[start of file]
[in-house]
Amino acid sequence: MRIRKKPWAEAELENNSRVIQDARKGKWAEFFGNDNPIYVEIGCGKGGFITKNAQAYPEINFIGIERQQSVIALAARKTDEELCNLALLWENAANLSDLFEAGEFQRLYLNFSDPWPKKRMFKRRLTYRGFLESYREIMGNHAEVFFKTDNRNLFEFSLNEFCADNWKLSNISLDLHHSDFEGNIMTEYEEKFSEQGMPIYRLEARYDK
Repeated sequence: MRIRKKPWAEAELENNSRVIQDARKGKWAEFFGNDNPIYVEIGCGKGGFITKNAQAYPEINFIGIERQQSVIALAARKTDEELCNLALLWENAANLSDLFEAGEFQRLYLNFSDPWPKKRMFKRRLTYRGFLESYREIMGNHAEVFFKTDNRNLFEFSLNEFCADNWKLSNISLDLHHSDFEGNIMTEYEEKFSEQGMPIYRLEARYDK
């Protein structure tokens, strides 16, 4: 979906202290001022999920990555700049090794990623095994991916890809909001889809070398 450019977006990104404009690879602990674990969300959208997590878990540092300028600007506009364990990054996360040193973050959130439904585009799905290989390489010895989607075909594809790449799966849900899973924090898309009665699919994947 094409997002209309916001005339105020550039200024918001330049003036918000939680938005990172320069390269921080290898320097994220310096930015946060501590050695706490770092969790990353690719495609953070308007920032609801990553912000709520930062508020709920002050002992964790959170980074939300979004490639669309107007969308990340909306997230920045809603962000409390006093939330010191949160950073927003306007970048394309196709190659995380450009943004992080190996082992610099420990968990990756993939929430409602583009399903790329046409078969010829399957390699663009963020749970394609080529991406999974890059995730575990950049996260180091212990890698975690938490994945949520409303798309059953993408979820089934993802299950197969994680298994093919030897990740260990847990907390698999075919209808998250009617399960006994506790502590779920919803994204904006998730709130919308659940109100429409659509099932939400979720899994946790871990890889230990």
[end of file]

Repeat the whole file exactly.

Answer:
[in-house]
Amino acid sequence: MRIRKKPWAEAELENNSRVIQDARKGKWAEFFGNDNPIYVEIGCGKGGFITKNAQAYPEINFIGIERQQSVIALAARKTDEELCNLALLWENAANLSDLFEAGEFQRLYLNFSDPWPKKRMFKRRLTYRGFLESYREIMGNHAEVFFKTDNRNLFEFSLNEFCADNWKLSNISLDLHHSDFEGNIMTEYEEKFSEQGMPIYRLEARYDK
Repeated sequence: MRIRKKPWAEAELENNSRVIQDARKGKWAEFFGNDNPIYVEIGCGKGGFITKNAQAYPEINFIGIERQQSVIALAARKTDEELCNLALLWENAANLSDLFEAGEFQRLYLNFSDPWPKKRMFKRRLTYRGFLESYREIMGNHAEVFFKTDNRNLFEFSLNEFCADNWKLSNISLDLHHSDFEGNIMTEYEEKFSEQGMPIYRLEARYDK
């Protein structure tokens, strides 16, 4: 979906202290001022999920990555700049090794990623095994991916890809909001889809070398 450019977006990104404009690879602990674990969300959208997590878990540092300028600007506009364990990054996360040193973050959130439904585009799905290989390489010895989607075909594809790449799966849900899973924090898309009665699919994947 094409997002209309916001005339105020550039200024918001330049003036918000939680938005990172320069390269921080290898320097994220310096930015946060501590050695706490770092969790990353690719495609953070308007920032609801990553912000709520930062508020709920002050002992964790959170980074939300979004490639669309107007969308990340909306997230920045809603962000409390006093939330010191949160950073927003306007970048394309196709190659995380450009943004992080190996082992610099420990968990990756993939929430409602583009399903790329046409078969010829399957390699663009963020749970394609080529991406999974890059995730575990950049996260180091212990890698975690938490994945949520409303798309059953993408979820089934993802299950197969994680298994093919030897990740260990847990907390698999075919209808998250009617399960006994506790502590779920919803994204904006998730709130919308659940109100429409659509099932939400979720899994946790871990890889230990």